A variety of methods are available for modifying the surface of nanoparticles including, e.g., adding a surface modifying agent to nanoparticles (e.g., in the form of a powder or a colloidal dispersion) and allowing the surface modifying agent to react with the nanoparticles. One skilled in the art will recognize that multiple synthetic sequences to bring the nanoparticle together with the compatibilizing group are possible and are envisioned within the scope, e.g., the reactive group/linker may be reacted with the nanoparticle followed by reaction with the compatibilizing group. Alternatively, the reactive group/linker may be reacted with the compatibilizing group followed by reaction with the nanoparticle. Other useful surface modification processes are described in, e.g., U.S. Pat. Nos. 2,801,185 and 4,522,958, and incorporated herein.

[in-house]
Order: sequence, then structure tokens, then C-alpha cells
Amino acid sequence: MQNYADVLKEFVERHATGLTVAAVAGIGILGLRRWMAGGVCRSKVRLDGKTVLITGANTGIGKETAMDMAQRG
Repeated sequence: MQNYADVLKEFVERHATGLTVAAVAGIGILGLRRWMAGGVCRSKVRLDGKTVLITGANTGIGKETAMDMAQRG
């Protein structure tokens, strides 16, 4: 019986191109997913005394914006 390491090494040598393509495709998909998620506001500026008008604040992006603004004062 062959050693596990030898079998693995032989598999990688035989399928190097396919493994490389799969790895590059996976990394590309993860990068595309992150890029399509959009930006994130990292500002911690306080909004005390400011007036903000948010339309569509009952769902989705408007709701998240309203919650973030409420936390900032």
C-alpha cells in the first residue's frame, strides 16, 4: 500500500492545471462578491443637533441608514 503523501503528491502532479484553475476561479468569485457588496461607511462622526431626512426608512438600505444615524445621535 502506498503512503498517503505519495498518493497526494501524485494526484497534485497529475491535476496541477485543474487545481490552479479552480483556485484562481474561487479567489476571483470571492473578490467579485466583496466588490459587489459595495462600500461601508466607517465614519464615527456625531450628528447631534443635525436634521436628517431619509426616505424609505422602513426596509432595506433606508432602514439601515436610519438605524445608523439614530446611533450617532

The nanoparticles are inorganic. Examples of suitable inorganic nanoparticles include silica and metal oxide nanoparticles including zirconia, titania, calcium phosphate, e.g., hydroxy-apatite, ceria, alumina, iron oxide, vanadia, antimony oxide, tin oxide, alumina/silica, and combinations thereof, and include combined materials such as a mixture of materials or layers of materials surrounding a central inorganic core. The nanoparticles have an average particle diameter less than about 100 nm, in other embodiments, no greater than about 50 nm; from about 3 nm to about 50 nm; from about 3 nm to about 20 nm; and from about 5 nm to about 10 nm. The ranges include any size or range in between 3 nm and less than 100 nm. If the nanoparticles are aggregated, the maximum cross-sectional dimension of the aggregated particle is within any of these preferable ranges.
 Useful surface-modified zirconia nanoparticles include a combination of oleic acid and acrylic acid adsorbed onto the surface of the particle.